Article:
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OPINION: Today's forecast — Snowy with a side of politics

Photographs of early-fall snow in the Black Hills remind me of the 1970 general-election campaign when I nearly couldn't make it from Rapid City to Lead to cover a candidate for Congress on the second or third day of October.

Terry Woster
Terry Woster

Photographs of early-fall snow in the Black Hills remind me of the 1970 general-election campaign when I nearly couldn't make it from Rapid City to Lead to cover a candidate for Congress on the second or third day of October.

Recently I've seen a couple of images of snowfall in the Hills. One was from a highway camera at Hardy Station along Highway 85 near the Wyoming border. Well, there's always snow up there. Television meteorologists like to grab that camera shot when they want to scare viewers.

Another snow scene came from Hill City. That one really reminded me of the time I nearly missed an early morning appointment with Jim Abourezk at the union hall in Lead. I made it, but I hadn't prepared for winter driving conditions, and neither had my mid-sized American Motors Rebel station wagon.

That was back when Nancy and I had a couple of pre-school-aged kids. She had interrupted her nursing career for a few years to raise the young kids. They were homebound when I traveled for work, because we only had the one vehicle. You wouldn't think a family could get by on one job and one vehicle. Somehow we did.

I had been with The Associated Press for exactly one year when the 1970 general election started heating up. My assignment that fall was the race for the state's congressional seat from the 2nd District, back at a time when people used to talk about the East River seat and the West River seat. Abourezk, a Democrat, and Republican Fred Brady, who had defeated Jim Abdnor in the GOP primary, were the candidates I was to follow, profile and write about.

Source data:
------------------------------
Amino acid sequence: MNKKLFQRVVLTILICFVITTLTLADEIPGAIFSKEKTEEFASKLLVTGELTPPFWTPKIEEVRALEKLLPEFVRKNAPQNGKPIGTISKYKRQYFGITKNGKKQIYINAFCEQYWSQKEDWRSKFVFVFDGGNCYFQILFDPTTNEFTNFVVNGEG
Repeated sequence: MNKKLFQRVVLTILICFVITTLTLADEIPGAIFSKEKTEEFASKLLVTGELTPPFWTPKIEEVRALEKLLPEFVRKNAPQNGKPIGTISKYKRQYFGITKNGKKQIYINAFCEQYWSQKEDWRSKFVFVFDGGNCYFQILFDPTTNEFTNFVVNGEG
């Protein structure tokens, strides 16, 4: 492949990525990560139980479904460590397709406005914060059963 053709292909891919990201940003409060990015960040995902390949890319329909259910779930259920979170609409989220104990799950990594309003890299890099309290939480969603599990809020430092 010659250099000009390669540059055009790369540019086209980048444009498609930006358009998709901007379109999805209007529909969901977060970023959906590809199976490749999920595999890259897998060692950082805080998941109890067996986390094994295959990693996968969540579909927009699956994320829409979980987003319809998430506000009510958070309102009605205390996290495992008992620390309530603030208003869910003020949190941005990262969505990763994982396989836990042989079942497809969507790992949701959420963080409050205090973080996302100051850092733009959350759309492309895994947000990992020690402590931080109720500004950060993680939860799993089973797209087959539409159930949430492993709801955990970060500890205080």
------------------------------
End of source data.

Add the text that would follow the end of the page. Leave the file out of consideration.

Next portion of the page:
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I didn't think much of it then, but today I recognize what an incredible moment in South Dakota politics I witnessed. E. Y. Berry, the Republican who had held the 2nd District seat for 20 years, had decided to retire. Across the Missouri River in the 1st District, Republican Ben Reifel also had decided to retire after 10 years in Congress. Democrat Dick Kneip was being given a serious chance to defeat incumbent Gov. Frank Farrar. Few folks I knew at the time thought all three of those political offices could swing from Republican to Democrat, but they did.

I drove to Rapid early one weekday to meet Brady. The Republican was favored in the West River race. He had a confident air as he talked of what he'd do after he won. I recall walking downtown streets with him in Rapid, listening to a speech he gave to a business group and drinking a cup of coffee at a luncheon sponsored by a Republican civic group. We parted company in time for me to grab a burger and make connections with my cousin, a graduate student at the School of Mines. I over-nighted at my cousin's basement apartment and awoke to wind, 30-degree temperature and an inch or so of snow covering my station wagon.

I had to meet Abourezk in Lead for shift change at the gold mine. The shift change came awfully early, I vaguely recall. In those days, people swapped their rear tires for snow tires or even studded tires for winter travel. It was barely October. I hadn't done that yet. I hadn't even switched to winter-weight motor oil. The small eight-cylinder engine groaned but turned over and warmed up. On the road up the mountain, I slid all over the place. It wasn't a good time to be running late and trying to make up time.

I arrived a few minutes after Abourezk. After the union hall, he shook a bunch of hands. I followed his boxy, red compact car down the mountain. We drove out of the snow before Sturgis. He campaigned there and in Belle Fourche, Spearfish and Rapid. I left him after sunset as he headed off to shake hands in a bowling alley or two.

The next day, I tried to describe to Nancy how treacherous the travel conditions had been. She looked out the window at our back lawn, green and dotted with the first leaves of autumn, and she just nodded.

Related Topics: WEATHERTERRY WOSTER
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